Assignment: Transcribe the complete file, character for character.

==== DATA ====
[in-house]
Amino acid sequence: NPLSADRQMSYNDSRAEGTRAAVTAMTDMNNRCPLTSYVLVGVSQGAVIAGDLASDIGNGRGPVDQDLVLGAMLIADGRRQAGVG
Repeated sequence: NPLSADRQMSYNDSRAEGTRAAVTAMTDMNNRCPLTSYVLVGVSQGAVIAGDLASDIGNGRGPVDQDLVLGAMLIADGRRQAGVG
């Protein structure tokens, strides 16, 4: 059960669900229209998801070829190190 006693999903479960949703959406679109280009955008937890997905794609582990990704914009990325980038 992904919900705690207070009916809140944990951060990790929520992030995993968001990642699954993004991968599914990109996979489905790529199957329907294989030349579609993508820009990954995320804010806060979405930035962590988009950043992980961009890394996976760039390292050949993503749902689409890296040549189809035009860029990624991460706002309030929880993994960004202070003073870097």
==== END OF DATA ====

[in-house]
Amino acid sequence: NPLSADRQMSYNDSRAEGTRAAVTAMTDMNNRCPLTSYVLVGVSQGAVIAGDLASDIGNGRGPVDQDLVLGAMLIADGRRQAGVG
Repeated sequence: NPLSADRQMSYNDSRAEGTRAAVTAMTDMNNRCPLTSYVLVGVSQGAVIAGDLASDIGNGRGPVDQDLVLGAMLIADGRRQAGVG
């Protein structure tokens, strides 16, 4: 059960669900229209998801070829190190 006693999903479960949703959406679109280009955008937890997905794609582990990704914009990325980038 992904919900705690207070009916809140944990951060990790929520992030995993968001990642699954993004991968599914990109996979489905790529199957329907294989030349579609993508820009990954995320804010806060979405930035962590988009950043992980961009890394996976760039390292050949993503749902689409890296040549189809035009860029990624991460706002309030929880993994960004202070003073870097």